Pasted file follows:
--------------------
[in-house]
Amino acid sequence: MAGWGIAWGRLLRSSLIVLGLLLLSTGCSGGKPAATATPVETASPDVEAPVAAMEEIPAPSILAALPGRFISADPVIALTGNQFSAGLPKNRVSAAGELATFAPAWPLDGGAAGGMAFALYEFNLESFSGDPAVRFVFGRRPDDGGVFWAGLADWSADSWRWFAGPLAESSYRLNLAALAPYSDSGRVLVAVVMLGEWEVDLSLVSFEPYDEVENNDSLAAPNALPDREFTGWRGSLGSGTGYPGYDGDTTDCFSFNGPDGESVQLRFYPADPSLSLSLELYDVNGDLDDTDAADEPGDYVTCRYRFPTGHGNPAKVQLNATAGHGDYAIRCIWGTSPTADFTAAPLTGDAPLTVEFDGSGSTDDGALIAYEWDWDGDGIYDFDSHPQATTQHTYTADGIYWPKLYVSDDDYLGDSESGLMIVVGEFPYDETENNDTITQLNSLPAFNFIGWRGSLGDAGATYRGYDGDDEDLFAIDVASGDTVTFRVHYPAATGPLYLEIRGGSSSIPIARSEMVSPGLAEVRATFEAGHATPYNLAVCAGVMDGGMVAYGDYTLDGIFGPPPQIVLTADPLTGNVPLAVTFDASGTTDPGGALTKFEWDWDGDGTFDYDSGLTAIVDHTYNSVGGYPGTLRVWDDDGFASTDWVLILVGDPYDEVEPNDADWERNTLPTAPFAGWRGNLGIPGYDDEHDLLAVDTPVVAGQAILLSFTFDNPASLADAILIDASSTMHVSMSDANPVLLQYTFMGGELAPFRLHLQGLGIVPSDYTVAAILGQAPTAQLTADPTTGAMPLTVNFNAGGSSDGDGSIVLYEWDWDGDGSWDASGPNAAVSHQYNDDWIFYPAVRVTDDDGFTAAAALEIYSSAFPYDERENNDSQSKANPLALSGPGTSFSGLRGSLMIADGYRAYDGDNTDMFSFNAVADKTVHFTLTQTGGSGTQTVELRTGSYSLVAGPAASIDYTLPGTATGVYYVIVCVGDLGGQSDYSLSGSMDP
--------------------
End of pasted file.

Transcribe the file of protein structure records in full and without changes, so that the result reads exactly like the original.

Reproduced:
[in-house]
Amino acid sequence: MAGWGIAWGRLLRSSLIVLGLLLLSTGCSGGKPAATATPVETASPDVEAPVAAMEEIPAPSILAALPGRFISADPVIALTGNQFSAGLPKNRVSAAGELATFAPAWPLDGGAAGGMAFALYEFNLESFSGDPAVRFVFGRRPDDGGVFWAGLADWSADSWRWFAGPLAESSYRLNLAALAPYSDSGRVLVAVVMLGEWEVDLSLVSFEPYDEVENNDSLAAPNALPDREFTGWRGSLGSGTGYPGYDGDTTDCFSFNGPDGESVQLRFYPADPSLSLSLELYDVNGDLDDTDAADEPGDYVTCRYRFPTGHGNPAKVQLNATAGHGDYAIRCIWGTSPTADFTAAPLTGDAPLTVEFDGSGSTDDGALIAYEWDWDGDGIYDFDSHPQATTQHTYTADGIYWPKLYVSDDDYLGDSESGLMIVVGEFPYDETENNDTITQLNSLPAFNFIGWRGSLGDAGATYRGYDGDDEDLFAIDVASGDTVTFRVHYPAATGPLYLEIRGGSSSIPIARSEMVSPGLAEVRATFEAGHATPYNLAVCAGVMDGGMVAYGDYTLDGIFGPPPQIVLTADPLTGNVPLAVTFDASGTTDPGGALTKFEWDWDGDGTFDYDSGLTAIVDHTYNSVGGYPGTLRVWDDDGFASTDWVLILVGDPYDEVEPNDADWERNTLPTAPFAGWRGNLGIPGYDDEHDLLAVDTPVVAGQAILLSFTFDNPASLADAILIDASSTMHVSMSDANPVLLQYTFMGGELAPFRLHLQGLGIVPSDYTVAAILGQAPTAQLTADPTTGAMPLTVNFNAGGSSDGDGSIVLYEWDWDGDGSWDASGPNAAVSHQYNDDWIFYPAVRVTDDDGFTAAAALEIYSSAFPYDERENNDSQSKANPLALSGPGTSFSGLRGSLMIADGYRAYDGDNTDMFSFNAVADKTVHFTLTQTGGSGTQTVELRTGSYSLVAGPAASIDYTLPGTATGVYYVIVCVGDLGGQSDYSLSGSMDP